“What? Another language! I have enough trouble with English. You know that!” Charlie looked at us belligerently as we introduced Gary Chapman’s The Five Love Languages to our “Building Strong Marriages” class. Even though the idea of love languages fascinates me, I knew we had to sell the idea to Charlie.
It seemed that this newly-wed couple was constantly disappointing each other and had no idea why. But studying love languages improved their marriage.
To show his love, Charlie served her. He did things around the house and for her car and everything he thought of to be helpful. His love language is acts of service. Meanwhile, all she wanted was a surprise gift, no matter how small, because receiving gifts made her feel loved. Analyzing their individual languages helped them to please each other and get along better. She could show appreciation for what he did and he still today works at giving her gifts to help her feel loved. She understood that he didn’t care about gifts, but he could go a long time on a meal of his favorite foods or her filling the car with gas. After we’d studied the various love languages, even Charlie could see how they worked.
My receiving love language is physical touch, and I love to touch and be touched by those I love. Conversely, I do not like to be touched by mere acquaintances. I don’t like to dance with strangers, even when they are excellent dancers. I don’t enjoy their touch. On the other hand, I relish the touch of children and adults that I love. I don’t always initiate a hug, but I appreciate it.
I have a friend who constantly touches my arm as she speaks. Perhaps touch is also her love language, but it seems intrusive to me in a casual conversation.
The love language we like to receive is not necessarily the way we give. The way I prefer to show love is service. I love to do things for people, from leading a Bible study to caring for someone who is sick to cooking a dinner for a crowd. That’s the way I like to show my love for others.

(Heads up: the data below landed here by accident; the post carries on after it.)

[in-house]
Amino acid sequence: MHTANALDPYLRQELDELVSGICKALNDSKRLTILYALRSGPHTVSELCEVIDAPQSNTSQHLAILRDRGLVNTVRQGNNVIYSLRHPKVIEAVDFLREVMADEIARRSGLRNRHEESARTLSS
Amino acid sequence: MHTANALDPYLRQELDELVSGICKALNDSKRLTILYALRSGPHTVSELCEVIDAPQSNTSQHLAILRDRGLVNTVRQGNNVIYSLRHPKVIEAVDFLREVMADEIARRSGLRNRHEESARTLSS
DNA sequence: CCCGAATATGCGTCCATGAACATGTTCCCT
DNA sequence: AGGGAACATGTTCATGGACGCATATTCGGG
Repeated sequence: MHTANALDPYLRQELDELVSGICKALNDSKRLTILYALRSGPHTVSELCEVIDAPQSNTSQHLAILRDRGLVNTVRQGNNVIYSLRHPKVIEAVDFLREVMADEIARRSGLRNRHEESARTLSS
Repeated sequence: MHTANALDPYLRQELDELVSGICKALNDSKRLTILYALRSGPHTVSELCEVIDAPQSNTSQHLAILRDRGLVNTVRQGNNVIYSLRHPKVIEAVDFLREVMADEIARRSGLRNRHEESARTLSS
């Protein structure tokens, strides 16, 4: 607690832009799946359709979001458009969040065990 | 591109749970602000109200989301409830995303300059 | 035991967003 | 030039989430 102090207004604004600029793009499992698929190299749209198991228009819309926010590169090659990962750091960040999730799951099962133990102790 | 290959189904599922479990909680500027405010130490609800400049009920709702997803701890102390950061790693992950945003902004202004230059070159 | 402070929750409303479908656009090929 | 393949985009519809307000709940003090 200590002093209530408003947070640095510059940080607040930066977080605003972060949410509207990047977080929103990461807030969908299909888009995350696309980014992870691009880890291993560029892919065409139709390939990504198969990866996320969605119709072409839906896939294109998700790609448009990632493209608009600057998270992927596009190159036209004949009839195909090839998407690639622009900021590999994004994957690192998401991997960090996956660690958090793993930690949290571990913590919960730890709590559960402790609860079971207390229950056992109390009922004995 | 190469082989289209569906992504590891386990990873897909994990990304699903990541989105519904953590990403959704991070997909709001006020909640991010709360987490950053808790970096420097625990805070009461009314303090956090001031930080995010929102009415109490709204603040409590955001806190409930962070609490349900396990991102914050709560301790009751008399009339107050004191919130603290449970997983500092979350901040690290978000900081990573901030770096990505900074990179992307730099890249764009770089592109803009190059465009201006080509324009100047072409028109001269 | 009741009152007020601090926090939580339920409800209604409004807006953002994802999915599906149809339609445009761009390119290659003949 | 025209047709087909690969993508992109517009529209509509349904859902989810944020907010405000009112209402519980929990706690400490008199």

So it was important to me to figure out Steve’s love language. It took me a while to realize that talking while I’m preparing dinner, though efficient, is aggravating to Steve. He wants us to sit down, facing each other, and discuss the matter–whatever it is–with undivided attention. His love language is quality time. I finally realized that I can give him that gift because it’s the love language he enjoys receiving.
Another friend has identified her language as words of affirmation, so I want especially to give her verbal or written appreciation for all she does. Sometimes when people are very accomplished, we forget to tell them how much it means to us. Often their very accomplishments are a plea for words telling them they have done well.
Children have love languages, too. One child needs to be held, another needs compliments. This child helps just for the joy of serving, while that child appreciates time alone with one parent or another. Even though children love gifts, I’ve observed that the other characteristics are usually valued above receiving gifts. I’ll keep watching.
So there they are: acts of service, gifts, physical touch, quality time, and words of affirmation. As I think about pleasing my friends and family with physical gifts this season, I also want to be aware of their love languages and give them gifts fro the heart.
And perhaps, even as I give his wife a gift, I should think of some way I can serve Charlie.